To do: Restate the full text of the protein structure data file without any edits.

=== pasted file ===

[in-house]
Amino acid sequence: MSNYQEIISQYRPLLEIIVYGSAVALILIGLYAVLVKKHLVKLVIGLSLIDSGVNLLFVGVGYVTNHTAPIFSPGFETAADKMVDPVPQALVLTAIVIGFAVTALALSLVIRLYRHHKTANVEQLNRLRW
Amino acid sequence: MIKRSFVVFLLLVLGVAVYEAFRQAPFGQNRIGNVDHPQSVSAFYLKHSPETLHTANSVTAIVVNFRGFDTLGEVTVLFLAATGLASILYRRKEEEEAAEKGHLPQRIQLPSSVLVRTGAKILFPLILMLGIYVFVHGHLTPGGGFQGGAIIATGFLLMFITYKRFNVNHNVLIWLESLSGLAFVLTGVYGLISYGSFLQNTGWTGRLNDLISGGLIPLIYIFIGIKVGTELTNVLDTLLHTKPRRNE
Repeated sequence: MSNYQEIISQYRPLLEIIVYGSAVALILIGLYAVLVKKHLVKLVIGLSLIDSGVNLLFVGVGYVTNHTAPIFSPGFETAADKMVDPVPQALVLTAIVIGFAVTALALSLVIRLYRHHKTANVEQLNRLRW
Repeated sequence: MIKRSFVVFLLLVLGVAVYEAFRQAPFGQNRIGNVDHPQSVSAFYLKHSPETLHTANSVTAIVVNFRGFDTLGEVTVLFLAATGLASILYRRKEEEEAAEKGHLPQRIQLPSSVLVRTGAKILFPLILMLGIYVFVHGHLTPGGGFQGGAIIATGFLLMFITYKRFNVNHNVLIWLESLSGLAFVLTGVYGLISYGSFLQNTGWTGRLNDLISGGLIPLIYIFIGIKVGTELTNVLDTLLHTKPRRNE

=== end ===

[in-house]
Amino acid sequence: MSNYQEIISQYRPLLEIIVYGSAVALILIGLYAVLVKKHLVKLVIGLSLIDSGVNLLFVGVGYVTNHTAPIFSPGFETAADKMVDPVPQALVLTAIVIGFAVTALALSLVIRLYRHHKTANVEQLNRLRW
Amino acid sequence: MIKRSFVVFLLLVLGVAVYEAFRQAPFGQNRIGNVDHPQSVSAFYLKHSPETLHTANSVTAIVVNFRGFDTLGEVTVLFLAATGLASILYRRKEEEEAAEKGHLPQRIQLPSSVLVRTGAKILFPLILMLGIYVFVHGHLTPGGGFQGGAIIATGFLLMFITYKRFNVNHNVLIWLESLSGLAFVLTGVYGLISYGSFLQNTGWTGRLNDLISGGLIPLIYIFIGIKVGTELTNVLDTLLHTKPRRNE
Repeated sequence: MSNYQEIISQYRPLLEIIVYGSAVALILIGLYAVLVKKHLVKLVIGLSLIDSGVNLLFVGVGYVTNHTAPIFSPGFETAADKMVDPVPQALVLTAIVIGFAVTALALSLVIRLYRHHKTANVEQLNRLRW
Repeated sequence: MIKRSFVVFLLLVLGVAVYEAFRQAPFGQNRIGNVDHPQSVSAFYLKHSPETLHTANSVTAIVVNFRGFDTLGEVTVLFLAATGLASILYRRKEEEEAAEKGHLPQRIQLPSSVLVRTGAKILFPLILMLGIYVFVHGHLTPGGGFQGGAIIATGFLLMFITYKRFNVNHNVLIWLESLSGLAFVLTGVYGLISYGSFLQNTGWTGRLNDLISGGLIPLIYIFIGIKVGTELTNVLDTLLHTKPRRNE